Some people, for some reason, still cannot resist the lure of the scam, even when they know its a scam.
That $15 is the fee for processing a chargeback. You cannot keep the amount originally put through your account. You will lose:
1) The items you sent (and postage paid for it)
2) The credit card processing fee charge
3) The amount orignally sent to you
4) Your chargeback fee
If I sent a $100 order and it cost me $50 and processing charges are 5%, then I would lose
1) $50 (products) + postage
2) $100x5% processing fee ($5)
3) $100 (order amount)
4) $15 chargeback fee
So for $100 you gained $100 then lost $170+postage, leaving you $70+postage out of pocket.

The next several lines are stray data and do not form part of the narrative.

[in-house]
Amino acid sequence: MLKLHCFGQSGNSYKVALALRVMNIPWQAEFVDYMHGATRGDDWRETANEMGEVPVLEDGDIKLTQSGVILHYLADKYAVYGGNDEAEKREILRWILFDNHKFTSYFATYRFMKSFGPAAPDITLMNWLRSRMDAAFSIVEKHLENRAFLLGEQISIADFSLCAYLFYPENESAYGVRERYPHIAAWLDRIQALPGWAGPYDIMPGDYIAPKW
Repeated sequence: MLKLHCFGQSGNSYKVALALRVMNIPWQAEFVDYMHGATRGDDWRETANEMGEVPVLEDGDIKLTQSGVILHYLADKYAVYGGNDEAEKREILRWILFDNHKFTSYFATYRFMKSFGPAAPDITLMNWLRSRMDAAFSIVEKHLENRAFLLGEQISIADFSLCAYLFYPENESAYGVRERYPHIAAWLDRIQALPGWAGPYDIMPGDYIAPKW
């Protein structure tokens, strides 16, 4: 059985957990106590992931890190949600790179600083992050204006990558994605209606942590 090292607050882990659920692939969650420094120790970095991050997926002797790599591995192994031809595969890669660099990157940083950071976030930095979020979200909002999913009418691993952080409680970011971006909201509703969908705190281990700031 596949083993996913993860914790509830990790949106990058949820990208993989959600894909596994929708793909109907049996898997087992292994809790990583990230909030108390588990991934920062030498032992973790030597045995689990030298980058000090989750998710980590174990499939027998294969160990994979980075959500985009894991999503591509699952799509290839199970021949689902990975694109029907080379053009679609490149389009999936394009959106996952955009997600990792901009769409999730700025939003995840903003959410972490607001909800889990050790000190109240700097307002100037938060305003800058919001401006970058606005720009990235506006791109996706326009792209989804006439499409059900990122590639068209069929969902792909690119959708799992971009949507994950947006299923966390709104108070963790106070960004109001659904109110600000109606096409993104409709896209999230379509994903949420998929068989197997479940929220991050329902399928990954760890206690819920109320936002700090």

If it is a gamble, it's bad, bad odds.
Knowingly taking somebody else's money on the off chance that they won't notice?
I wouldn't call it a gamble, I'd call it fraud.
And if you guys aren't checking you credit card statements every month, then there's always the possibility that the merchant may not lose
Or is this not fraud/theft (albeit of a slightly different flavour)?
1 - Fraud / theft is still fraud / theft no matter who the perceived loser is.
2 - Credit card companies (like all successful businesses) pass on their costs to their customers. The cardholders will still lose out.
3 - If we get caught keeping money we know we're not entitled to, card companies may penalise us by cancelling our merchant accounts (it may even be in their terms). The potential damage from termination / blacklisting is likely to be more than the potential income from the odd fraud or two.